Former Priest Enters Guilty Plea
By John Shiffman
December 20, 2004
A defrocked Catholic priest who grew up in Northeast Philadelphia pleaded guilty today to sexually assaulting an altar boy in Camden County in 1995.
By pleading guilty to second-degree assault, James F. Hopkins, who had been living in Palm City, Fla., will face five to 10 years in state prison. Prosecutors withdrew a first-degree sexual assault charge that carried up to 20 years in prison.
Under a plea agreement negotiated by Assistant Camden County Prosecutor Donna Spinosi, Hopkins will also be required to register under Megan's Law.
Superior Court Judge Linda Baxter set sentencing for March 4.
Hopkins, 61, did not elaborate on the crimes in court. His attorney, Robert Graves Rosenberg of Paterson, N.J., declined to comment afterward.
Hopkins served in eight South Jersey parishes between 1973 and 1995. The assaults took place while he was assigned to St. Aloysius Church in Oaklyn, authorities said.
Hopkins moved to Florida in 1995 after he was removed from St. Peter's parish in Merchantville and defrocked, suspected of abusing another boy.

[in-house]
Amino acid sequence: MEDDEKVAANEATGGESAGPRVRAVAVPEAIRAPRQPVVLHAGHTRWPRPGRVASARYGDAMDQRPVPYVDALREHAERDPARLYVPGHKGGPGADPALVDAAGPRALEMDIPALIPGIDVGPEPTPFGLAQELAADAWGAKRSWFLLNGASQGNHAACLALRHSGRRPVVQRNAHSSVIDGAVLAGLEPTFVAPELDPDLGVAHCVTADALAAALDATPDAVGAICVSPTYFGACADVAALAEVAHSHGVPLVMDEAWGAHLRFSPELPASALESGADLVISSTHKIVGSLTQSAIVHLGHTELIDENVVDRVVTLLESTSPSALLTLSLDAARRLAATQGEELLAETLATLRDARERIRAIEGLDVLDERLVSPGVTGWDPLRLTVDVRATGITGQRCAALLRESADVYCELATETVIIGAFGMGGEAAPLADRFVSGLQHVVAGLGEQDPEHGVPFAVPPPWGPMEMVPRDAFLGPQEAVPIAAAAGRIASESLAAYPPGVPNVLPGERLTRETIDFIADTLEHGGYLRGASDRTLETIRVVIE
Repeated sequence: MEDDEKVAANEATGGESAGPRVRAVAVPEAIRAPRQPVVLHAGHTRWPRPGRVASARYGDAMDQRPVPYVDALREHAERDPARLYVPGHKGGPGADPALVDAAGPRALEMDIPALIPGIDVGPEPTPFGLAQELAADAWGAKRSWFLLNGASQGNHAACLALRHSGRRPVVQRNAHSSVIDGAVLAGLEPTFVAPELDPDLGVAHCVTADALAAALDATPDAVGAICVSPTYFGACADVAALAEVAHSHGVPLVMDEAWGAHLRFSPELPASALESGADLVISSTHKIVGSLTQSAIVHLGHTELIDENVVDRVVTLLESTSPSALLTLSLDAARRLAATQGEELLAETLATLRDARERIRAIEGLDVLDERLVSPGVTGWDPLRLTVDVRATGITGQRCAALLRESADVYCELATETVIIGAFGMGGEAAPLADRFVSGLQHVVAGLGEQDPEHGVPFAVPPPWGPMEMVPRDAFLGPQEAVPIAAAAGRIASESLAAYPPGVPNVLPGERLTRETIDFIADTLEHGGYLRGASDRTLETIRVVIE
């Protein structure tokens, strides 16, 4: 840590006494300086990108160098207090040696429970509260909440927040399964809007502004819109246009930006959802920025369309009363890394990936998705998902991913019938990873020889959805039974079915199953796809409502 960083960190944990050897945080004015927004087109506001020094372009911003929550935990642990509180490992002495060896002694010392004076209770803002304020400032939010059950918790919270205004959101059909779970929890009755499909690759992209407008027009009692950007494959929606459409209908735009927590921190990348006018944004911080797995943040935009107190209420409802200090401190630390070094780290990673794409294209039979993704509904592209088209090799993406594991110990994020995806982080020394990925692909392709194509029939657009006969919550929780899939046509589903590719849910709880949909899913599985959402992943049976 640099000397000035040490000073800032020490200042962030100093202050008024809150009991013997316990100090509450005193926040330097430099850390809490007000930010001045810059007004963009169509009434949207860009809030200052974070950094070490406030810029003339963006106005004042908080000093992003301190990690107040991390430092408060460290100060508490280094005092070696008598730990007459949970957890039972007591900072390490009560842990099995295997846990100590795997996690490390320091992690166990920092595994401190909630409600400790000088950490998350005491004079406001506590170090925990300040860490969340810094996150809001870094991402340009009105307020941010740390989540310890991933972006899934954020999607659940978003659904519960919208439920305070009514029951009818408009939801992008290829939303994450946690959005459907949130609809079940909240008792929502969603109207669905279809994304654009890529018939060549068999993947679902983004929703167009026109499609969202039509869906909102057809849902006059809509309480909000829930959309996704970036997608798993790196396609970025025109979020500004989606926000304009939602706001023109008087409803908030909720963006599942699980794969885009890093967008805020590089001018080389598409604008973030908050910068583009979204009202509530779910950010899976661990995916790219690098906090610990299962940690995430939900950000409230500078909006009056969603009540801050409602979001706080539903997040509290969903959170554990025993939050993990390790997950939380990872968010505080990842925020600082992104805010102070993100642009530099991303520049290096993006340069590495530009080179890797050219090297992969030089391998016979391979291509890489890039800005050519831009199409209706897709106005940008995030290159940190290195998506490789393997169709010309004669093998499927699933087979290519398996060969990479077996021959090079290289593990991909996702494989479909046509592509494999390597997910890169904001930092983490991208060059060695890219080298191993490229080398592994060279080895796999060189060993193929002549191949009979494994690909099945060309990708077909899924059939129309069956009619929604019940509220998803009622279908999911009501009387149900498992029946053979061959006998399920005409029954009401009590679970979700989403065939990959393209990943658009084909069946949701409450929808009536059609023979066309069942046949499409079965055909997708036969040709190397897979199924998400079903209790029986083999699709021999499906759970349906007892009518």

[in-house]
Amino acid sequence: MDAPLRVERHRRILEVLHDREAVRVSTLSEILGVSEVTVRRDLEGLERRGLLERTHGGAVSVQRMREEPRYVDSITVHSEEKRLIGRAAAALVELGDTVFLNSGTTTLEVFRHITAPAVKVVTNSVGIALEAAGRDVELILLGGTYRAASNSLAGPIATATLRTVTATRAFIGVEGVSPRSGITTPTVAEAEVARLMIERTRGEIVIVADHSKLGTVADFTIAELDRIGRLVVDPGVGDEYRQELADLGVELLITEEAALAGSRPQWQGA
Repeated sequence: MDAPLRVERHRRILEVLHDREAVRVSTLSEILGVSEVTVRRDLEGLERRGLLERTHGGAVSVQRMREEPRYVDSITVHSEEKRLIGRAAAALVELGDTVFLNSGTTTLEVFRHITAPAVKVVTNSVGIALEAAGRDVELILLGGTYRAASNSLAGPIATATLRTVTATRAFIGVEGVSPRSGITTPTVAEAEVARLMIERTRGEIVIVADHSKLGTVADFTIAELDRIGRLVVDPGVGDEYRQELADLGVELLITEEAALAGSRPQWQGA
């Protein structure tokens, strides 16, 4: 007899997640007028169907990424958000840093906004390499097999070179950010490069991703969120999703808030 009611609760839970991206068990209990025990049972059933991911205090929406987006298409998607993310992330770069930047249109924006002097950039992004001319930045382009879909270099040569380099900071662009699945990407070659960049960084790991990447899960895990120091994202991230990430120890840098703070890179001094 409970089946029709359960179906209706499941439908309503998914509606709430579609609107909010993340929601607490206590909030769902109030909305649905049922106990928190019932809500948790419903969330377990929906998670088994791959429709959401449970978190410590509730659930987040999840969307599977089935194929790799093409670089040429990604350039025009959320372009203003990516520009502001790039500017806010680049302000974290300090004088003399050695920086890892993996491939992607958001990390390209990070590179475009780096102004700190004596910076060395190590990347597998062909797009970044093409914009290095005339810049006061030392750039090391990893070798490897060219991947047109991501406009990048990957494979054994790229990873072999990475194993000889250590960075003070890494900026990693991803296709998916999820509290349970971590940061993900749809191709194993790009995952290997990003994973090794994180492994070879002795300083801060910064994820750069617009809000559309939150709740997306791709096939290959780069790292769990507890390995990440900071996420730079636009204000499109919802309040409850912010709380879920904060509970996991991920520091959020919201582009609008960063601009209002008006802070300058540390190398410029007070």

He was arrested last year, four years after one of the victims, Jonathon Norton, first accused him of molestation. Authorities said the prosecution was enhanced by abuse records supplied by the Catholic Diocese in 2002.
The abuse occurred at Norton's home and in Hopkins' car when Norton was no older than 11, authorities said. Hopkins pleaded guilty today to two sexual incidents at Norton's home.
Norton, now 18, has spoken publicly of the abuse several times. He could not be reached for comment yesterday.
During a 2002 interview with The Inquirer, he said Hopkins had warned him not to speak of the abuse. Norton said Hopkins had told him: "If you ever tell anyone, God will hate you. You'll burn in hell. Your family will burn in hell."
Hopkins "told me he loved me constantly," Norton said. "To me, he was God... I was raised in the Catholic Church. You look at a priest, and they're the closest thing to God. You tell them your sins. You think... 'God must let this happen, so it must be OK.'"
Norton's family sued in 1999, and the following year the diocese settled a civil lawsuit for $625,000, according to the Diocese.
In 2002, Bishop Nicholas DiMarzio met with the Norton family to apologize.
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